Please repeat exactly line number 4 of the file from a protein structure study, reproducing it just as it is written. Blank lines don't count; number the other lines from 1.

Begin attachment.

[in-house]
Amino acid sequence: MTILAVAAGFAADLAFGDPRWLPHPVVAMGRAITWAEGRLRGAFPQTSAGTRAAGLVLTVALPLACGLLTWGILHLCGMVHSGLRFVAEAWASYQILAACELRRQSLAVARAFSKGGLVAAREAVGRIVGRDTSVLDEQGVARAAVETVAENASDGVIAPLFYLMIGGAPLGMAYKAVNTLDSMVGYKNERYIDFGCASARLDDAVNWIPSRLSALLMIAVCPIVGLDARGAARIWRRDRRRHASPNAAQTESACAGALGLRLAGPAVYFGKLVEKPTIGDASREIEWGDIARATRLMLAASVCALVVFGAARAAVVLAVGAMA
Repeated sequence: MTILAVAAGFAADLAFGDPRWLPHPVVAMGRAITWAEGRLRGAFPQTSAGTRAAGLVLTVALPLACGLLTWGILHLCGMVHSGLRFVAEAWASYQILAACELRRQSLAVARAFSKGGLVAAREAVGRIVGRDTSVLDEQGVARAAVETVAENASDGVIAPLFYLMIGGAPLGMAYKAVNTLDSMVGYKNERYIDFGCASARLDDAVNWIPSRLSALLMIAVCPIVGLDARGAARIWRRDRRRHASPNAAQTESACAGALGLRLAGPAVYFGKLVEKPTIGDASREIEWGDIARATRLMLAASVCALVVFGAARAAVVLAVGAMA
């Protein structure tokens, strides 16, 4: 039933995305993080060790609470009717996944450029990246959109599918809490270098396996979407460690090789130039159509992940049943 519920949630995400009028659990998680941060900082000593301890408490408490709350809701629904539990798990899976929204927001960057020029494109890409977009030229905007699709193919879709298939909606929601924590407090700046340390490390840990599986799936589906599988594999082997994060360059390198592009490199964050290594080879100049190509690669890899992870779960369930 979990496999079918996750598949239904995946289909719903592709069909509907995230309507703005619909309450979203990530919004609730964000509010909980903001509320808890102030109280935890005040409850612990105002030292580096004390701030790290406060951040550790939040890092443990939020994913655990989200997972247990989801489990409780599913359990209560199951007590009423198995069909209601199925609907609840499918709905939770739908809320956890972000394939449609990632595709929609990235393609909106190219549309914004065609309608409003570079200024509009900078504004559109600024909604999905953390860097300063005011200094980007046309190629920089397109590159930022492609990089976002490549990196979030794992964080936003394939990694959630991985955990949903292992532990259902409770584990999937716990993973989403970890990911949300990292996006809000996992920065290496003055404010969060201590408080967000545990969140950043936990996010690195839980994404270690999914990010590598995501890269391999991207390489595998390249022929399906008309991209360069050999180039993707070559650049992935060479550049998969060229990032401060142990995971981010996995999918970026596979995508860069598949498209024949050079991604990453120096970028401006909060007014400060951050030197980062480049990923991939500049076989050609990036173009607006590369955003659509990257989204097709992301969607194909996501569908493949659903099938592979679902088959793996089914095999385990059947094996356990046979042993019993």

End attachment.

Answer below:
């Protein structure tokens, strides 16, 4: 039933995305993080060790609470009717996944450029990246959109599918809490270098396996979407460690090789130039159509992940049943 519920949630995400009028659990998680941060900082000593301890408490408490709350809701629904539990798990899976929204927001960057020029494109890409977009030229905007699709193919879709298939909606929601924590407090700046340390490390840990599986799936589906599988594999082997994060360059390198592009490199964050290594080879100049190509690669890899992870779960369930 979990496999079918996750598949239904995946289909719903592709069909509907995230309507703005619909309450979203990530919004609730964000509010909980903001509320808890102030109280935890005040409850612990105002030292580096004390701030790290406060951040550790939040890092443990939020994913655990989200997972247990989801489990409780599913359990209560199951007590009423198995069909209601199925609907609840499918709905939770739908809320956890972000394939449609990632595709929609990235393609909106190219549309914004065609309608409003570079200024509009900078504004559109600024909604999905953390860097300063005011200094980007046309190629920089397109590159930022492609990089976002490549990196979030794992964080936003394939990694959630991985955990949903292992532990259902409770584990999937716990993973989403970890990911949300990292996006809000996992920065290496003055404010969060201590408080967000545990969140950043936990996010690195839980994404270690999914990010590598995501890269391999991207390489595998390249022929399906008309991209360069050999180039993707070559650049992935060479550049998969060229990032401060142990995971981010996995999918970026596979995508860069598949498209024949050079991604990453120096970028401006909060007014400060951050030197980062480049990923991939500049076989050609990036173009607006590369955003659509990257989204097709992301969607194909996501569908493949659903099938592979679902088959793996089914095999385990059947094996356990046979042993019993």